2 tablespoons fresh lemon juice
1 clove garlic, smashed and peeled
1/2 cup extra-virgin olive oil
1/4 cup walnut oil
1 pound dried fettuccine
Preheat the oven to 350 F. Place the walnuts on a rimmed baking pan or in an ovenproof skillet, and bake until toasty smelling; start checking at about 8 minutes. Watch carefully, as they can burn easily. Remove from oven, remove from the pan, and let cool.
Bring a large pot of salted water to a boil over high heat.
Meanwhile, put the arugula, cheese, toasted walnuts, lemon juice, garlic and 1 teaspoon salt into a food processor, and process until the mixtures is finely round, 30 to 60 seconds. In a measuring cup, combine the olive oil and the walnut oil. With the food processor running, drizzle the oil through the feed tube, and process until the mixture is mostly smooth.
Cook the fettuccine in boiling water until it is just tender. Drain. In a medium bowl, toss the fettuccine with enough of the pesto to generously coat the pasta. Serve and sprinkle with extra cheese, if desired.
Yield: 4 to 6 servings
Recipe from “Fine Cooking Fresh” from the editors and contributors of Fine Cooking (The Taunton Press, 2009)
3 tablespoons olive oil
2 bunches scallions, trimmed and roughly sliced
3 cloves garlic, peeled and roughly diced
3-3/4 cups chicken or vegetable broth
1-3/4 pounds shelled peas
1/2 pound arugula, plus a few extra leaves for serving
1-1/4 cups heavy (whipping) cream, plus more for serving
salt and freshly ground black pepper
In a large saucepan, heat the oil and gently fry the scallions and garlic until soft. Add the broth, bring to a boil, then add the peas. Return to the boil, then cover and simmer for 20 minutes, or until the peas are very soft. Stir in the arugula, and cook for 2 to 3 minutes.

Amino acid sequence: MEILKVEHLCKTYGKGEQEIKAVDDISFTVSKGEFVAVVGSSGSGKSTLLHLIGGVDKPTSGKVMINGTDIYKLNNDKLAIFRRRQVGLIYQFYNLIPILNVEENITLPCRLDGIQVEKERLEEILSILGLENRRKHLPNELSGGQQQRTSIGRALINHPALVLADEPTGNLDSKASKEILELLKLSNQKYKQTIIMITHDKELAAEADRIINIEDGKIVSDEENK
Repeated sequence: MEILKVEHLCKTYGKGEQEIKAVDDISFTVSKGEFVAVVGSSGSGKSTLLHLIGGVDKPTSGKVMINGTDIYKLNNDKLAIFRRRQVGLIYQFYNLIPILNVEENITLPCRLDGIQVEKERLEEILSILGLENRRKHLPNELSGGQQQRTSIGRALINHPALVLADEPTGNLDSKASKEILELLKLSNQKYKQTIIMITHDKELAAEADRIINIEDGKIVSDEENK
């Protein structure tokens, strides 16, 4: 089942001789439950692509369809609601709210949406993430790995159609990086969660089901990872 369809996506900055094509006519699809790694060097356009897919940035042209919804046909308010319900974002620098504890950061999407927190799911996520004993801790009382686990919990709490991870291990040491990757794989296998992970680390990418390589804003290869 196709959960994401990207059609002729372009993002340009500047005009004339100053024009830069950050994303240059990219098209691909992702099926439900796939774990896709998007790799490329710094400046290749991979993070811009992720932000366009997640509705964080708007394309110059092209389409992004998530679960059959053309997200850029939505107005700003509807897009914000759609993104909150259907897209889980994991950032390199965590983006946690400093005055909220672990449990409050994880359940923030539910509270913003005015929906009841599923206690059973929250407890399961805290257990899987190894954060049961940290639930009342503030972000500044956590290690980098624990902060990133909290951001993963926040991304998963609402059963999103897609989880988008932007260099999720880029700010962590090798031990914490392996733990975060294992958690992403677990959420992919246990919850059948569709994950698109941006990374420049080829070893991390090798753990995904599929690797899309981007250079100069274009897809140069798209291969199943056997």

Pour the mixture into the bowl of a blender or food processor and puree (careful — the hot liquid will spurt up!). Add the cream, and season to taste. Chill or reheat, depending on whether you wish to serve the soup cold or hot. Swirl in a spoonful of cream, add a few arugula leaves, and serve.
Yield: 4 servings
Recipe from “Taste” by Sybil Kapoor (Whitecap Books, 2003)
WILTED ARUGULA AND WHITE BEANS
2 tablespoons olive oil
4 cloves garlic, peeled and minced
1 large shallot, peeled and chopped
2 (15-ounce) cans white kidney beans (cannellini beans), rinsed and drained
1/2 cup vegetable broth, preferably low-sodium
8 cups arugula
salt and freshly ground black pepper, to taste
In a skillet, heat 1 tablespoon of the oil. Cook the garlic and shallot, stirring occasionally, until soft, about 5 minutes. Add the beans and broth, and cook until the broth is absorbed, about 8 minutes. Stir gently every once in a while.
Meanwhile, put the arugula in a large shallow bowl. Spoon the hot beans on top, and toss so that the greens wilt. Drizzle with remaining tablespoon of oil, season with salt and pepper, and add a squeeze of lemon juice.
MEATY VARIATION: If desired, fry up 1/4 pound chopped bacon or pancetta (Italian bacon) until crispy. Drain and add to the dish at the end.
Yield: about 6 servings
(Recipe from my files)
Marialisa Calta is the author of “Barbarians at the Plate: Taming and Feeding the American Family” (Perigee, 2005). For more information, go to www.marialisacalta.com.